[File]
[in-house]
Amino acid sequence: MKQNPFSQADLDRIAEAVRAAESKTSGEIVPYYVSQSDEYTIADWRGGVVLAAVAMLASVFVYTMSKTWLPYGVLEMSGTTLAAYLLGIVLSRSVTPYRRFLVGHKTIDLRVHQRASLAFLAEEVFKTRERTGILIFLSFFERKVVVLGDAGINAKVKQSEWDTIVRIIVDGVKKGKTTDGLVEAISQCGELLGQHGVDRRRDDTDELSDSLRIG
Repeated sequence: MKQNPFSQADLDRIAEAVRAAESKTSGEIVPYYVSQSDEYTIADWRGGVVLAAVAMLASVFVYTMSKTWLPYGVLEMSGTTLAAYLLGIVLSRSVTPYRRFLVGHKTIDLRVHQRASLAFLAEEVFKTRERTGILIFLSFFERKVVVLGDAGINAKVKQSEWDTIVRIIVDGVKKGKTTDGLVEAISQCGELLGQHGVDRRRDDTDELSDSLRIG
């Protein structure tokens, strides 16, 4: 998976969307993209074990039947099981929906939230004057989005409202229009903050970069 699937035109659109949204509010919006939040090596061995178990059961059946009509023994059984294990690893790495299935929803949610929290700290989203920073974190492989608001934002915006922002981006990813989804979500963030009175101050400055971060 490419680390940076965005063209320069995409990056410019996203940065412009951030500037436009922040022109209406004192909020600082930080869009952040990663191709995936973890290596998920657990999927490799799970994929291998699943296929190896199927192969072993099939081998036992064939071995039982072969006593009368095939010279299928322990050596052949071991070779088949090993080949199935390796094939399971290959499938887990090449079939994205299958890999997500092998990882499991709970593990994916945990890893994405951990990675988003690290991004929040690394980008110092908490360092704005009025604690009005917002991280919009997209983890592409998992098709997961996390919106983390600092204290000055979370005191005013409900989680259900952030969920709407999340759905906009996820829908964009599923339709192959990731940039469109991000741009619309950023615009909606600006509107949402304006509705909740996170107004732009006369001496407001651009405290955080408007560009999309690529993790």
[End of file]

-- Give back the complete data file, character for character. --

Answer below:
[in-house]
Amino acid sequence: MKQNPFSQADLDRIAEAVRAAESKTSGEIVPYYVSQSDEYTIADWRGGVVLAAVAMLASVFVYTMSKTWLPYGVLEMSGTTLAAYLLGIVLSRSVTPYRRFLVGHKTIDLRVHQRASLAFLAEEVFKTRERTGILIFLSFFERKVVVLGDAGINAKVKQSEWDTIVRIIVDGVKKGKTTDGLVEAISQCGELLGQHGVDRRRDDTDELSDSLRIG
Repeated sequence: MKQNPFSQADLDRIAEAVRAAESKTSGEIVPYYVSQSDEYTIADWRGGVVLAAVAMLASVFVYTMSKTWLPYGVLEMSGTTLAAYLLGIVLSRSVTPYRRFLVGHKTIDLRVHQRASLAFLAEEVFKTRERTGILIFLSFFERKVVVLGDAGINAKVKQSEWDTIVRIIVDGVKKGKTTDGLVEAISQCGELLGQHGVDRRRDDTDELSDSLRIG
């Protein structure tokens, strides 16, 4: 998976969307993209074990039947099981929906939230004057989005409202229009903050970069 699937035109659109949204509010919006939040090596061995178990059961059946009509023994059984294990690893790495299935929803949610929290700290989203920073974190492989608001934002915006922002981006990813989804979500963030009175101050400055971060 490419680390940076965005063209320069995409990056410019996203940065412009951030500037436009922040022109209406004192909020600082930080869009952040990663191709995936973890290596998920657990999927490799799970994929291998699943296929190896199927192969072993099939081998036992064939071995039982072969006593009368095939010279299928322990050596052949071991070779088949090993080949199935390796094939399971290959499938887990090449079939994205299958890999997500092998990882499991709970593990994916945990890893994405951990990675988003690290991004929040690394980008110092908490360092704005009025604690009005917002991280919009997209983890592409998992098709997961996390919106983390600092204290000055979370005191005013409900989680259900952030969920709407999340759905906009996820829908964009599923339709192959990731940039469109991000741009619309950023615009909606600006509107949402304006509705909740996170107004732009006369001496407001651009405290955080408007560009999309690529993790």